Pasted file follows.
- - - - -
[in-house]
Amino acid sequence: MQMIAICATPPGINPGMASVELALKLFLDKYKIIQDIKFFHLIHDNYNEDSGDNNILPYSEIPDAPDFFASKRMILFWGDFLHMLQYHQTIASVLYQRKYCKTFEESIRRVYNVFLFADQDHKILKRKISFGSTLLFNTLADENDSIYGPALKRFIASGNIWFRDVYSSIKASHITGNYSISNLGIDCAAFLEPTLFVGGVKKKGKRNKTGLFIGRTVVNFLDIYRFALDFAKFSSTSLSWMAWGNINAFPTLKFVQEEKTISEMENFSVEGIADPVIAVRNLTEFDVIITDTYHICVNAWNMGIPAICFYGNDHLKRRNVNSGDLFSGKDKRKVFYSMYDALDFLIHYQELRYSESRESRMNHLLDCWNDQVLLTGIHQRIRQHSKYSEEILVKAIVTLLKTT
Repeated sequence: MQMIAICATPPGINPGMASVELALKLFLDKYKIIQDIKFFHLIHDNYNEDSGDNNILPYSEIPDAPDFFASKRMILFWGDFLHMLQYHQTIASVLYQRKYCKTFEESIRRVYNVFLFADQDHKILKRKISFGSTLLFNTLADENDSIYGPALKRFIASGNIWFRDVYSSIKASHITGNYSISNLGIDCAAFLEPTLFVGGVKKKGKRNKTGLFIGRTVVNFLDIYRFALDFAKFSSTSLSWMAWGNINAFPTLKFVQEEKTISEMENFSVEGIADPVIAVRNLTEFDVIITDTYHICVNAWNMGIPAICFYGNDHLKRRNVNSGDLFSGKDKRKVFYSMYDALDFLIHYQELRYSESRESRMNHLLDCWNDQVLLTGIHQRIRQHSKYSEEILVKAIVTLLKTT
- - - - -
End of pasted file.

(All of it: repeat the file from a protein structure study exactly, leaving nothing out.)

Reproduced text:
[in-house]
Amino acid sequence: MQMIAICATPPGINPGMASVELALKLFLDKYKIIQDIKFFHLIHDNYNEDSGDNNILPYSEIPDAPDFFASKRMILFWGDFLHMLQYHQTIASVLYQRKYCKTFEESIRRVYNVFLFADQDHKILKRKISFGSTLLFNTLADENDSIYGPALKRFIASGNIWFRDVYSSIKASHITGNYSISNLGIDCAAFLEPTLFVGGVKKKGKRNKTGLFIGRTVVNFLDIYRFALDFAKFSSTSLSWMAWGNINAFPTLKFVQEEKTISEMENFSVEGIADPVIAVRNLTEFDVIITDTYHICVNAWNMGIPAICFYGNDHLKRRNVNSGDLFSGKDKRKVFYSMYDALDFLIHYQELRYSESRESRMNHLLDCWNDQVLLTGIHQRIRQHSKYSEEILVKAIVTLLKTT
Repeated sequence: MQMIAICATPPGINPGMASVELALKLFLDKYKIIQDIKFFHLIHDNYNEDSGDNNILPYSEIPDAPDFFASKRMILFWGDFLHMLQYHQTIASVLYQRKYCKTFEESIRRVYNVFLFADQDHKILKRKISFGSTLLFNTLADENDSIYGPALKRFIASGNIWFRDVYSSIKASHITGNYSISNLGIDCAAFLEPTLFVGGVKKKGKRNKTGLFIGRTVVNFLDIYRFALDFAKFSSTSLSWMAWGNINAFPTLKFVQEEKTISEMENFSVEGIADPVIAVRNLTEFDVIITDTYHICVNAWNMGIPAICFYGNDHLKRRNVNSGDLFSGKDKRKVFYSMYDALDFLIHYQELRYSESRESRMNHLLDCWNDQVLLTGIHQRIRQHSKYSEEILVKAIVTLLKTT